Denver Bar Association
January 2013
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From the President: New Projects Kick off 2013

by Jim Benjamin

Jim Benjamin
I


t’s just midway through my term as Denver Bar Association president and it’s been a busy ride. The new year marks a time for reflection and new beginnings, so I’ve put together this month’s column to cover some of the happenings of the last part of 2012 you may have missed and to talk about some exciting new projects percolating this year, provided those predictions about the Mayan calendar turn out to be false.

Seniors Roast of Chuck Brega


Attorney Chuck Brega was in the hot seat as the DBA Seniors Committee honoree for its 2012 Roast.

For those of you who may be suffering from burnout, 2012 Seniors Committee roastee Chuck Brega should provide an energy boost.

Brega has been practicing in Colorado for 52 years and will be 80 years old on Feb. 5.

Before Brega was put on the hot seat at the Seniors Roast as its distinguished honoree, I sat down with him at the dinner table, starting off the conversation with, "Chuck, I heard that a couple of weeks ago you tried a weeklong jury trial in Breckenridge, with the jury coming back on Friday evening with a $3 million verdict in your favor. And, you were back in the office on Saturday morning preparing for the next trial."

After a pregnant pause, he responded, "No, Jim. That’s not true; it was $12.45 million."

You all should mark Feb. 5 on your calendars so as not to forget to pass on 80th birthday congratulations to a true icon of the Denver Bar Association.

Consult-a-Colleague

Arising from a joint project of Colorado Bar Association and DBA committee members, keep a lookout for the soon to be inaugurated "Consult-a-Colleague."

This program will connect experienced lawyers with bar members who need advice in a particular area of the law. The aim of Consult-a-Colleague is to bridge the gaps that resources such as listservs cannot close because of the limitations inherent in posting inquiries involving confidential information on a public site or the lack of personal acquaintance with a person who specializes in the area of law in question.

This concept is, in theory, nothing new. For the more than three decades during which I have been engaged in practice in Denver, never once has a colleague of the bar said "no" when I have called to bounce around an idea because of his or her expertise in a given area.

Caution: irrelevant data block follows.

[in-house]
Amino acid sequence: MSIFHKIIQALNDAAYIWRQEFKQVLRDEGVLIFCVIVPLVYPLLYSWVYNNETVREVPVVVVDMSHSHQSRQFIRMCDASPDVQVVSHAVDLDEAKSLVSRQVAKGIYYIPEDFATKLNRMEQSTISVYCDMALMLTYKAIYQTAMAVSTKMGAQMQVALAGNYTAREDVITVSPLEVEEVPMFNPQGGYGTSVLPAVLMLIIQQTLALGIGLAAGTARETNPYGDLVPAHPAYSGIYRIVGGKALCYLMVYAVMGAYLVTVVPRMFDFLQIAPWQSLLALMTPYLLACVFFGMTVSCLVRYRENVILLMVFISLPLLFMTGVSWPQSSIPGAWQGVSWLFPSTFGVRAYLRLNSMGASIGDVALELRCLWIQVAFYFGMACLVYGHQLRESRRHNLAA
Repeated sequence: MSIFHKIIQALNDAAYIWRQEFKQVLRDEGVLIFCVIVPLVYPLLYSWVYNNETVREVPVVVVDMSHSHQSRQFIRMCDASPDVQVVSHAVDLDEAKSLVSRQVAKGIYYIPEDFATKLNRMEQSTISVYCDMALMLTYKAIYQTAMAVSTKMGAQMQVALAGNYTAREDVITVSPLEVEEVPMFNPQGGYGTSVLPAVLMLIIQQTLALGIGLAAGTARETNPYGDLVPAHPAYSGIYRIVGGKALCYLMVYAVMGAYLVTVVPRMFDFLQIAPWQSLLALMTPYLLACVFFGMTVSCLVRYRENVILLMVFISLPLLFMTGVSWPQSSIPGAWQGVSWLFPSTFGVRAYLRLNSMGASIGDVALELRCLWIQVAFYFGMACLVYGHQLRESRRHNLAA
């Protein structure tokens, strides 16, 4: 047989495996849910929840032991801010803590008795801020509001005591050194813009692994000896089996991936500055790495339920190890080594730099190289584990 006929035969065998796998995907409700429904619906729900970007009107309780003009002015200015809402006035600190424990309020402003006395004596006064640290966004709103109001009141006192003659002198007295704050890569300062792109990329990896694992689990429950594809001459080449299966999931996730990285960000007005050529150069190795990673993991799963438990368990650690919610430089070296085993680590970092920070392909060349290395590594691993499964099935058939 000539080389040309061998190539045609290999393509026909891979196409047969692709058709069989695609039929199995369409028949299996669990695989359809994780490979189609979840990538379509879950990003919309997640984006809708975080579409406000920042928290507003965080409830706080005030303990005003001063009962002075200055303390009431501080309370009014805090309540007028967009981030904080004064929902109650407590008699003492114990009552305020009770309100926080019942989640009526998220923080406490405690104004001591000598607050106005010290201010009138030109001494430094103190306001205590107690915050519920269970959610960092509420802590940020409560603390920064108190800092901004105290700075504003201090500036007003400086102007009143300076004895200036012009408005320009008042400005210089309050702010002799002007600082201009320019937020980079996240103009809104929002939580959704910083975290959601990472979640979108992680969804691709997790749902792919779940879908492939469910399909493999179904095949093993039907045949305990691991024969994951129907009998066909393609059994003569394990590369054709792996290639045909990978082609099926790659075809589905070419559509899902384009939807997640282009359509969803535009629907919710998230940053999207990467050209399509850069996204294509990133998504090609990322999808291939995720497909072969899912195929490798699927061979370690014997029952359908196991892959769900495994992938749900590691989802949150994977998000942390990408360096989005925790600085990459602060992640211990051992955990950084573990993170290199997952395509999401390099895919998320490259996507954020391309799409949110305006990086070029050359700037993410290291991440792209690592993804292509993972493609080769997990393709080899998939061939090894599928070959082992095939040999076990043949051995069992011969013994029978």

However, it was suggested that there could be a benefit to providing a formalized structure to this custom. Lawyers, particularly those newly admitted to practice who have hung their own shingles, may not know who to call about a particular topic. Even if they do know, they may feel that a cold call to an established lawyer would be an unwelcome intrusion.

With Consult-a-Colleague, experienced lawyers, who by their own assessment believe they possess particular expertise in an area of law, will list themselves as willing to provide a free telephone consultation to inquiring members of the bar association.

The system will require the experienced lawyer (the "Consulted Colleague") to log in to the CBA website and enter the areas in which he or she is willing to consult. This is very similar to the Ethics Hotline, where members call in with an ethical conundrum and can speak with an experienced member of the bar. So too with Consult-a-Colleague: a lawyer will have the opportunity to discuss the particular legal matter and obtain on-the-spot, off-the-cuff advice.

Of course, this will not be a substitute for the legal research that the lawyer seeking the advice (the Inquiring Lawyer) may need to perform.

The Consulted Colleague will have the option, whenever desired, to easily remove his or her name from the website as available to take questions and can readily sign up again, allowing flexibility for vacation or a heavy workload.

The Inquiring Lawyer will log in to the website and will have search tools available to narrow down which colleague possesses the most knowledge in the particular substantive law area of the intended inquiry.